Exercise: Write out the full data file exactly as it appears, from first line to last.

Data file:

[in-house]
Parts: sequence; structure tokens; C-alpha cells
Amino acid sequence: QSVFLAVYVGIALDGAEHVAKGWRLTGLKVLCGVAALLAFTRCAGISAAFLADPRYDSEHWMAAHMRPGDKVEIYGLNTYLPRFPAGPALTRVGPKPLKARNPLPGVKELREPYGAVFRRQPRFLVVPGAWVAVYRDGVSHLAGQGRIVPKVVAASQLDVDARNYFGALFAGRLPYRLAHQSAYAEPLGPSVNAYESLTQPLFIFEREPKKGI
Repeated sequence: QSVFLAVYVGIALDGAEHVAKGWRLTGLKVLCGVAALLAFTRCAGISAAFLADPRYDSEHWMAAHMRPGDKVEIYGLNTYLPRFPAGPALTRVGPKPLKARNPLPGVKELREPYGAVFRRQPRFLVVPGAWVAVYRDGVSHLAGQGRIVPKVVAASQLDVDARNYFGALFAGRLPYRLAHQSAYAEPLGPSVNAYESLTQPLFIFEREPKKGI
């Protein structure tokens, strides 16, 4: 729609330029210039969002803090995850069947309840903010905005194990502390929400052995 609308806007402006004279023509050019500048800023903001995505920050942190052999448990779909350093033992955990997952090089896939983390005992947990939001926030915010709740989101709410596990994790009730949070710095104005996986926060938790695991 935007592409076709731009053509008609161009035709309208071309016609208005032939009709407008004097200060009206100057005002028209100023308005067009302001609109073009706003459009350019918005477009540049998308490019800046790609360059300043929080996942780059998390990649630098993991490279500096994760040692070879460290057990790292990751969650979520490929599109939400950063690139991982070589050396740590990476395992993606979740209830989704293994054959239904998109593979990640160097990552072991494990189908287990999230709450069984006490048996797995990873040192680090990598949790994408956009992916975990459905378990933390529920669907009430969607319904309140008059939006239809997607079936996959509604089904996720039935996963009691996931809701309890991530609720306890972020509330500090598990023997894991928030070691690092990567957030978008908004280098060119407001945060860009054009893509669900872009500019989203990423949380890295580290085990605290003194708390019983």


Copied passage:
[in-house]
Parts: sequence; structure tokens; C-alpha cells
Amino acid sequence: QSVFLAVYVGIALDGAEHVAKGWRLTGLKVLCGVAALLAFTRCAGISAAFLADPRYDSEHWMAAHMRPGDKVEIYGLNTYLPRFPAGPALTRVGPKPLKARNPLPGVKELREPYGAVFRRQPRFLVVPGAWVAVYRDGVSHLAGQGRIVPKVVAASQLDVDARNYFGALFAGRLPYRLAHQSAYAEPLGPSVNAYESLTQPLFIFEREPKKGI
Repeated sequence: QSVFLAVYVGIALDGAEHVAKGWRLTGLKVLCGVAALLAFTRCAGISAAFLADPRYDSEHWMAAHMRPGDKVEIYGLNTYLPRFPAGPALTRVGPKPLKARNPLPGVKELREPYGAVFRRQPRFLVVPGAWVAVYRDGVSHLAGQGRIVPKVVAASQLDVDARNYFGALFAGRLPYRLAHQSAYAEPLGPSVNAYESLTQPLFIFEREPKKGI
């Protein structure tokens, strides 16, 4: 729609330029210039969002803090995850069947309840903010905005194990502390929400052995 609308806007402006004279023509050019500048800023903001995505920050942190052999448990779909350093033992955990997952090089896939983390005992947990939001926030915010709740989101709410596990994790009730949070710095104005996986926060938790695991 935007592409076709731009053509008609161009035709309208071309016609208005032939009709407008004097200060009206100057005002028209100023308005067009302001609109073009706003459009350019918005477009540049998308490019800046790609360059300043929080996942780059998390990649630098993991490279500096994760040692070879460290057990790292990751969650979520490929599109939400950063690139991982070589050396740590990476395992993606979740209830989704293994054959239904998109593979990640160097990552072991494990189908287990999230709450069984006490048996797995990873040192680090990598949790994408956009992916975990459905378990933390529920669907009430969607319904309140008059939006239809997607079936996959509604089904996720039935996963009691996931809701309890991530609720306890972020509330500090598990023997894991928030070691690092990567957030978008908004280098060119407001945060860009054009893509669900872009500019989203990423949380890295580290085990605290003194708390019983």